Author Archives: Christopher Findlay

Trade in value added, what is the difference?

 

iPod Ad in Beijing

Christopher Findlay, Dean of Faculty of Professions, University of Adelaide

Would you believe it?  Indonesia actually has a trade surplus with China.  How did this happen?  This is what we find in a new data set released by the OECD and the WTO last month.

We are familiar with the iPod story: it is exported from China but only about 10% of the value of the product is actually added in China.  The rest comes from other countries, either inputs to the item or services that facilitate the process of its assembly. This sort of case study has prompted work on the new data set, which is constructed to find out where the value in a product is created, from foreign sources or domestic.

What are the key messages from the dataset about Indonesia?

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Filed under East Asia, Economic Integration, Indonesia, Review of article, Services, Trade

Indonesia-Australia: Challenges and Opportunities (Part II)

Untitled

Christopher Findlay and David Parsons

This article is summarised from a speech presented by Professor Christopher Findlay, Executive Dean of Faculty of Professions the University of Adelaide at  AIBC SA Business Luncheon -Celebrating the anniversary of Indonesian Independence at Intercontinental Hotel Adelaide on 23 August 2012 derived from his paper co-authored with David Parsons.

This article extends discussions presented in Part I. Whilst Part I focuses on  Indonesia’s position as the world’s third largest democracy that is becoming bigger and richer, Part II explores how Australia and Indonesia, who face some similar concerns as well as some interconnected challenges, should further explore that there is much to be gained by understanding those better and then working out a better long term strategy.

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Filed under Australia, Conference, Democracy, East Asia, Economic development, Economic Integration, Food and agriculture, Income inequality, Indonesia, Infrastructure, Investment

Indonesia-Australia: Challenges and Opportunities (Part I)

Untitled

Christopher Findlay and David Parsons

This article is summarised from a speech presented by Professor Christopher Findlay, Executive Dean of Faculty of Professions the University of Adelaide at  AIBC SA Business Luncheon -Celebrating the anniversary of Indonesian Independence at Intercontinental Hotel Adelaide on 23 August 2012 derived from his paper co-authored with David Parsons.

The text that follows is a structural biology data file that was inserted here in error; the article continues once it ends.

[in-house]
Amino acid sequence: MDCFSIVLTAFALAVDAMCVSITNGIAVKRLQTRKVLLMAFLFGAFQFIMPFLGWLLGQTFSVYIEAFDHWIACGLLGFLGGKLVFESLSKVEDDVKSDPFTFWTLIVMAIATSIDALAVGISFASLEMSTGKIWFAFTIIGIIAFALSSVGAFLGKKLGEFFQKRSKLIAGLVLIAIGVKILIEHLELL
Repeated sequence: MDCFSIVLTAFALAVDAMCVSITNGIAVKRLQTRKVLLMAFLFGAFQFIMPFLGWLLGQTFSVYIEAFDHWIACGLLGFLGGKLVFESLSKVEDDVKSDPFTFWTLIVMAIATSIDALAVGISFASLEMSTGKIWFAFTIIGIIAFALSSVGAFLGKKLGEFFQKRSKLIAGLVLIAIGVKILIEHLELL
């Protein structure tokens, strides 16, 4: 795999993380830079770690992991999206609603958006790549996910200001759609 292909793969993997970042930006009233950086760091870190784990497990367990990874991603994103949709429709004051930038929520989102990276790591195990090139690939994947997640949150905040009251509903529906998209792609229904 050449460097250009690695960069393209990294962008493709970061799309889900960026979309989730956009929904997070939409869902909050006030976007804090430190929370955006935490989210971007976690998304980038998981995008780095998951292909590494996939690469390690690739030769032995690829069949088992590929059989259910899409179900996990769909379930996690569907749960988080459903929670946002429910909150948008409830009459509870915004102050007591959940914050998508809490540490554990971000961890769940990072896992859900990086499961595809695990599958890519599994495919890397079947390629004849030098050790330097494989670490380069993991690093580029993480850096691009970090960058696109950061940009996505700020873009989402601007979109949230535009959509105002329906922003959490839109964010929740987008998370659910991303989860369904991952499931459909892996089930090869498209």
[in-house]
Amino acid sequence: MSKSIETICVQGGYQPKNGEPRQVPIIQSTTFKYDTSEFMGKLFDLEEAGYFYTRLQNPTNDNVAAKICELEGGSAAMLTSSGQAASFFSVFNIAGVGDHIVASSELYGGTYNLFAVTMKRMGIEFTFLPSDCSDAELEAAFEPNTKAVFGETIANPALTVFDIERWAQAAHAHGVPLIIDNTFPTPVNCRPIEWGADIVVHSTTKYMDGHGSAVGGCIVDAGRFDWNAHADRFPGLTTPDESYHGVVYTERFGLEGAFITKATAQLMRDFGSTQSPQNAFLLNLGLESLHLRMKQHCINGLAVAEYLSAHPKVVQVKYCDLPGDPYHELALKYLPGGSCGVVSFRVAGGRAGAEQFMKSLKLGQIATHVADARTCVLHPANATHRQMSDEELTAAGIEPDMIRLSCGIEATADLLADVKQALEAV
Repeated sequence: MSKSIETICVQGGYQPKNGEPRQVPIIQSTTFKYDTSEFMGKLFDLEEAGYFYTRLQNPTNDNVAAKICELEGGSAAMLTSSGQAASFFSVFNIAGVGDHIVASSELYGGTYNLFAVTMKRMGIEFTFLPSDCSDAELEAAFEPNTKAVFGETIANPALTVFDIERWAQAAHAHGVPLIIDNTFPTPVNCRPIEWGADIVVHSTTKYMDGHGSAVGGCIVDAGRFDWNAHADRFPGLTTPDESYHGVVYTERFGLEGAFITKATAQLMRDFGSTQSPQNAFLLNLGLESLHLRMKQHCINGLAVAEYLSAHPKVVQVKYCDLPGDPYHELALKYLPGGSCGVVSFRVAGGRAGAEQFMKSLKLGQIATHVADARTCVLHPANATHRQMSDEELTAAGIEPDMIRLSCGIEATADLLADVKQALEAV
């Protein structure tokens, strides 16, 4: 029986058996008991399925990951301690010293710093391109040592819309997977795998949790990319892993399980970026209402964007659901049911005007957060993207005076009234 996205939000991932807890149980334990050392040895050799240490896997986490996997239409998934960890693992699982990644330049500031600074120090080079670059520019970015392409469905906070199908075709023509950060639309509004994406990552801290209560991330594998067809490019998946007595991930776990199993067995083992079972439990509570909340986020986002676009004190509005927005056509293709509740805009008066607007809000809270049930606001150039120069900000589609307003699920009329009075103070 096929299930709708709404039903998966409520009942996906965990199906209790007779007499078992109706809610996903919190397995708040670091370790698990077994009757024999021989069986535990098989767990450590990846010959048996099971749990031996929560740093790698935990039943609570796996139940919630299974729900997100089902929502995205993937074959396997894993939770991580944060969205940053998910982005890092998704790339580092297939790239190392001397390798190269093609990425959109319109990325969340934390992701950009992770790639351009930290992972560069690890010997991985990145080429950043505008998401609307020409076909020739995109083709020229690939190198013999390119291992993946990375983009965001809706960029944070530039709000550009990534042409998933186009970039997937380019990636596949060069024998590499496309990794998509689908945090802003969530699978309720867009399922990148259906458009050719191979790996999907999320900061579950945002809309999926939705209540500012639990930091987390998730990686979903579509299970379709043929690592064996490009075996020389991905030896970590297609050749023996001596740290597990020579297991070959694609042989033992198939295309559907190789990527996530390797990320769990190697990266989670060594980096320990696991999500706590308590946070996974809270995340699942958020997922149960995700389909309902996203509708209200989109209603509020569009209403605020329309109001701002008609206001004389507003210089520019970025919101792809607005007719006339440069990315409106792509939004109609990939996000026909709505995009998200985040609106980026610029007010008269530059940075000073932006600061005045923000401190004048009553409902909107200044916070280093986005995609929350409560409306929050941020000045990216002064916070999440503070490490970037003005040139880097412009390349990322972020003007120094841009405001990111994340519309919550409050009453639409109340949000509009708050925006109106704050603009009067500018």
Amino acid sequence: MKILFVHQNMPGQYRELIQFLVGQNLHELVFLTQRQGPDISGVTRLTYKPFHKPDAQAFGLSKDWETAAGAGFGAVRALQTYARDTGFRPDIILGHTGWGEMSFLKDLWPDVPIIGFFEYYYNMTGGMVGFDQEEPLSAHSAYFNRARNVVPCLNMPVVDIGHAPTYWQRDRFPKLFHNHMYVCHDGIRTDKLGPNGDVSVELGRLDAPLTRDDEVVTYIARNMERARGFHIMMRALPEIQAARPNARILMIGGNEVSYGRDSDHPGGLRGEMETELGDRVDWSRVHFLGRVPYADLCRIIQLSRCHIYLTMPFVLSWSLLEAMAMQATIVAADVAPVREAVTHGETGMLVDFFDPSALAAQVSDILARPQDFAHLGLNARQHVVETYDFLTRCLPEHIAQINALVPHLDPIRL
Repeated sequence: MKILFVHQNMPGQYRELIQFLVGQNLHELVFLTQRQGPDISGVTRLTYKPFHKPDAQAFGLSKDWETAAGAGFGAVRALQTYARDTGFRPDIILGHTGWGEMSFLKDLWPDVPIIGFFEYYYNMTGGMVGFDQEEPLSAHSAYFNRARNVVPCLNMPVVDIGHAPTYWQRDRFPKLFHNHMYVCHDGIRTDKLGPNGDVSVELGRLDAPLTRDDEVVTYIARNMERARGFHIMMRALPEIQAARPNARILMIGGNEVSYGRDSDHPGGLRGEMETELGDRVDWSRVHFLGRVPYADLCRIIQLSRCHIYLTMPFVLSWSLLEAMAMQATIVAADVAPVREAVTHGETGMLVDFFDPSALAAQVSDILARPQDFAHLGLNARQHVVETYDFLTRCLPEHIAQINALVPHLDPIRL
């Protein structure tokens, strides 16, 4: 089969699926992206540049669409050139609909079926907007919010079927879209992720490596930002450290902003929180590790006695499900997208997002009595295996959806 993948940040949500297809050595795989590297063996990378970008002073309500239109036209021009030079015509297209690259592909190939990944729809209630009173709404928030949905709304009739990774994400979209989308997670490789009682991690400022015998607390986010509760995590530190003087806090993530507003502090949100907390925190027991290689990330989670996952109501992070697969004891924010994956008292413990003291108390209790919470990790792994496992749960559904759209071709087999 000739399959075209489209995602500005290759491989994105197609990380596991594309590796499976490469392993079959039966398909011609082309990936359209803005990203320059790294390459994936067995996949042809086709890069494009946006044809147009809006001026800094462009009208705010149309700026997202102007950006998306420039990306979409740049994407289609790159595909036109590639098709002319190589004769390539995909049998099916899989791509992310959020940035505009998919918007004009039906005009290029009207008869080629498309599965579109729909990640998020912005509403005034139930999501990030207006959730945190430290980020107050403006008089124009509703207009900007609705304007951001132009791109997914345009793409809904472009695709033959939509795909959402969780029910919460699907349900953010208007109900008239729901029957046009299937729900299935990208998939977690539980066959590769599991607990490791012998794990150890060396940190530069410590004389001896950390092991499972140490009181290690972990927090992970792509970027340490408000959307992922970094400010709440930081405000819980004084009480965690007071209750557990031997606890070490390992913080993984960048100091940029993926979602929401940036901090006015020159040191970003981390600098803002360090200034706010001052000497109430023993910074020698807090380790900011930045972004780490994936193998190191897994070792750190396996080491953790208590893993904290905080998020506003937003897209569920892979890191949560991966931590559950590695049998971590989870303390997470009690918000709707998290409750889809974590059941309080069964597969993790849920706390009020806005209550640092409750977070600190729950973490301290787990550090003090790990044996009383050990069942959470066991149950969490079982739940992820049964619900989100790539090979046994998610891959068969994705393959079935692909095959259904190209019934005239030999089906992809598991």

This article focuses on two points. First, Indonesia, the world’s third largest democracy, is becoming bigger and richer, which is an important for Australia.  Second, but Australia and Indonesia face some similar concerns as well as some interconnected challenges and there is much to be gained by understanding those better and then working out a better long term strategy.

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Filed under Australia, Conference, Democracy, East Asia, Economic development, Economic Integration, Education, Food and agriculture, Income inequality, Indonesia, Infrastructure, Investment, Trade

Big Cities and Growth

'Jakarta by Night' Panorama

Professor Christopher Findlay, University of Adelaide

Indonesian cities appear to have excellent opportunities to contribute to growth and development, given their scale and the comfort of their communities with the social media.  But success depends on complementary investment and policy decisions by governments on infrastructure, education and entrepreneurship.  The same forces which make cities a success can drive political change if expectations are not met.

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Filed under Economic development, Education, Energy, Indonesia, Infrastructure, Investment, Review of article, Social media

More on Structural Reform

Kereta Rangkaian Listrik (KRL)

Professor Christopher Findlay, University of Adelaide

An article by  by Maria Monica Wihardja in the Jakarta Post(21/9/2011) adds another valuable contribution to the continuing discussion of the structural reform challenge of Indonesia.

Dr Wihardja mentions the APEC study which was also noted here in a recent post.  She mentions the size of the gains from structural reform.    This is an important point and the results of that analysis are interesting and worth exploring a bit further.
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Filed under Economic development, Economic Integration, Employment, Indonesia, Reform, Review of article, Services, Trade, Transport and logistics

Ten Messages about Structural Reform

Improvements in public transport systems and logistics in Indonesia are important to improve investment environment in the economy.

Professor Christopher Findlay, University of Adelaide

Maria Monica Wihardja writes on East Asian Forum on 23/9/11 (available here) about Indonesia’s challenges in implementing its commitments on structural reform.   She calls for a clear understanding of the priorities and argues that what matters is both bureaucratic and regulatory reform.

The design of a structural reform program was the topic of a research project for the Policy Support Unit (PSU) of APEC released earlier this year.  The full report is available here. Ten key lessons from past efforts and structural reforms are identified in the report: these are all relevant to Indonesia for the work on the reform agenda which Dr Wihardja calls for.   As she says, getting this agenda right is difficult and requires a lot of work.  But it is possible.  The 10 key lessons provide a significant amount of guidance.
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Filed under ASEAN, Economic development, Economic Integration, Indonesia, Investment, Reform, Review of article, Trade, Transport and logistics